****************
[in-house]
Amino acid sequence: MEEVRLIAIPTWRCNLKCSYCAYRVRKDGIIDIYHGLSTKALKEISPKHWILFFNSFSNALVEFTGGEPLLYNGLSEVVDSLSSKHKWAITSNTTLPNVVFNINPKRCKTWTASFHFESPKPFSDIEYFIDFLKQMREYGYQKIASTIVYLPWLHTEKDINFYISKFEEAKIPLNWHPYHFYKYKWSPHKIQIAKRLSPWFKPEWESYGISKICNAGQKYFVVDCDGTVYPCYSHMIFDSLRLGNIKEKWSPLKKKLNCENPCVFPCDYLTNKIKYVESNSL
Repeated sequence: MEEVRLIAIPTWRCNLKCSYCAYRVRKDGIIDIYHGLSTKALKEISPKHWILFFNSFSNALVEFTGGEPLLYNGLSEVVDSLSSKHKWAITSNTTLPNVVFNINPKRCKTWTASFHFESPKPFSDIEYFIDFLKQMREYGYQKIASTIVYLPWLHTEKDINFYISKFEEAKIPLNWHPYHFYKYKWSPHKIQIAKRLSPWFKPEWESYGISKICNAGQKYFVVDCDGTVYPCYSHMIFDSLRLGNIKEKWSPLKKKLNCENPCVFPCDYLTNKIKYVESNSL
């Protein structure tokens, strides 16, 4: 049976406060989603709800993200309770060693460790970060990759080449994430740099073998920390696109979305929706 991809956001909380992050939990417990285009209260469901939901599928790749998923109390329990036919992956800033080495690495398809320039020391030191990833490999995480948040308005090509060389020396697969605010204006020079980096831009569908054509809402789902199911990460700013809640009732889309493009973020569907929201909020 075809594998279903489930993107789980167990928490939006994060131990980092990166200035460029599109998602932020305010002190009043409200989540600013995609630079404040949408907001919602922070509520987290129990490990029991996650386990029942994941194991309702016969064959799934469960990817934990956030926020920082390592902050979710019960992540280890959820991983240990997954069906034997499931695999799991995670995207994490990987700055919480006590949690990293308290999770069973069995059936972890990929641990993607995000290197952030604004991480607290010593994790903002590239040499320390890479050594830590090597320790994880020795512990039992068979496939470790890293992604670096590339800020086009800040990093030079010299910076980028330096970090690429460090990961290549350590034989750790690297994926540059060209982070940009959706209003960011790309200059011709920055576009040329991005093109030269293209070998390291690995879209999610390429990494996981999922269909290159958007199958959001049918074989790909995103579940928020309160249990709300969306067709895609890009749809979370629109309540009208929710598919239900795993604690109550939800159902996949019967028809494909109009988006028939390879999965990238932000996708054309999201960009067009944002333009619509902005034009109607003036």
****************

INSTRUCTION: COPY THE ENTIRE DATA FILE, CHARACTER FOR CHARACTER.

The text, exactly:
[in-house]
Amino acid sequence: MEEVRLIAIPTWRCNLKCSYCAYRVRKDGIIDIYHGLSTKALKEISPKHWILFFNSFSNALVEFTGGEPLLYNGLSEVVDSLSSKHKWAITSNTTLPNVVFNINPKRCKTWTASFHFESPKPFSDIEYFIDFLKQMREYGYQKIASTIVYLPWLHTEKDINFYISKFEEAKIPLNWHPYHFYKYKWSPHKIQIAKRLSPWFKPEWESYGISKICNAGQKYFVVDCDGTVYPCYSHMIFDSLRLGNIKEKWSPLKKKLNCENPCVFPCDYLTNKIKYVESNSL
Repeated sequence: MEEVRLIAIPTWRCNLKCSYCAYRVRKDGIIDIYHGLSTKALKEISPKHWILFFNSFSNALVEFTGGEPLLYNGLSEVVDSLSSKHKWAITSNTTLPNVVFNINPKRCKTWTASFHFESPKPFSDIEYFIDFLKQMREYGYQKIASTIVYLPWLHTEKDINFYISKFEEAKIPLNWHPYHFYKYKWSPHKIQIAKRLSPWFKPEWESYGISKICNAGQKYFVVDCDGTVYPCYSHMIFDSLRLGNIKEKWSPLKKKLNCENPCVFPCDYLTNKIKYVESNSL
């Protein structure tokens, strides 16, 4: 049976406060989603709800993200309770060693460790970060990759080449994430740099073998920390696109979305929706 991809956001909380992050939990417990285009209260469901939901599928790749998923109390329990036919992956800033080495690495398809320039020391030191990833490999995480948040308005090509060389020396697969605010204006020079980096831009569908054509809402789902199911990460700013809640009732889309493009973020569907929201909020 075809594998279903489930993107789980167990928490939006994060131990980092990166200035460029599109998602932020305010002190009043409200989540600013995609630079404040949408907001919602922070509520987290129990490990029991996650386990029942994941194991309702016969064959799934469960990817934990956030926020920082390592902050979710019960992540280890959820991983240990997954069906034997499931695999799991995670995207994490990987700055919480006590949690990293308290999770069973069995059936972890990929641990993607995000290197952030604004991480607290010593994790903002590239040499320390890479050594830590090597320790994880020795512990039992068979496939470790890293992604670096590339800020086009800040990093030079010299910076980028330096970090690429460090990961290549350590034989750790690297994926540059060209982070940009959706209003960011790309200059011709920055576009040329991005093109030269293209070998390291690995879209999610390429990494996981999922269909290159958007199958959001049918074989790909995103579940928020309160249990709300969306067709895609890009749809979370629109309540009208929710598919239900795993604690109550939800159902996949019967028809494909109009988006028939390879999965990238932000996708054309999201960009067009944002333009619509902005034009109607003036």